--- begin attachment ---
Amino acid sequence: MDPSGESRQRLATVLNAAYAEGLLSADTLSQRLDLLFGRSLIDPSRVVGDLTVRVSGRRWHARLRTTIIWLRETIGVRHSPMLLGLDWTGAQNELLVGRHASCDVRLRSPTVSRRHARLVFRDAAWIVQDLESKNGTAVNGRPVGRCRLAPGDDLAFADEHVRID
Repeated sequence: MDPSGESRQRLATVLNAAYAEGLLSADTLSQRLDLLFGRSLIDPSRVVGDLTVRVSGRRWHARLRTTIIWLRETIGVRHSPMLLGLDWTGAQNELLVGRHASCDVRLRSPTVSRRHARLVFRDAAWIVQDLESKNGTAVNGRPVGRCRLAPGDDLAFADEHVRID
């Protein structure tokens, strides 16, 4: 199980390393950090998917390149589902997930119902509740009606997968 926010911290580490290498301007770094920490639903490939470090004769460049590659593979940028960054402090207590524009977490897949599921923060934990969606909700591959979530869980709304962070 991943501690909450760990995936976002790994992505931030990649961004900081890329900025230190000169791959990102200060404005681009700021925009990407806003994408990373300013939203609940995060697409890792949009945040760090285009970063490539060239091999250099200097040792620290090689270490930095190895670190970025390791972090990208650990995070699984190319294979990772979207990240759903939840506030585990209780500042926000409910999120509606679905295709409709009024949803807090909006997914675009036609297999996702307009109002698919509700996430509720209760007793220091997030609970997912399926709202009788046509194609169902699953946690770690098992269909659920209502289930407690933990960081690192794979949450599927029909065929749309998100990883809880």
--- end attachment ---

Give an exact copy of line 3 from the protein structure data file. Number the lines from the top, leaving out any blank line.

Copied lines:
């Protein structure tokens, strides 16, 4: 199980390393950090998917390149589902997930119902509740009606997968 926010911290580490290498301007770094920490639903490939470090004769460049590659593979940028960054402090207590524009977490897949599921923060934990969606909700591959979530869980709304962070 991943501690909450760990995936976002790994992505931030990649961004900081890329900025230190000169791959990102200060404005681009700021925009990407806003994408990373300013939203609940995060697409890792949009945040760090285009970063490539060239091999250099200097040792620290090689270490930095190895670190970025390791972090990208650990995070699984190319294979990772979207990240759903939840506030585990209780500042926000409910999120509606679905295709409709009024949803807090909006997914675009036609297999996702307009109002698919509700996430509720209760007793220091997030609970997912399926709202009788046509194609169902699953946690770690098992269909659920209502289930407690933990960081690192794979949450599927029909065929749309998100990883809880």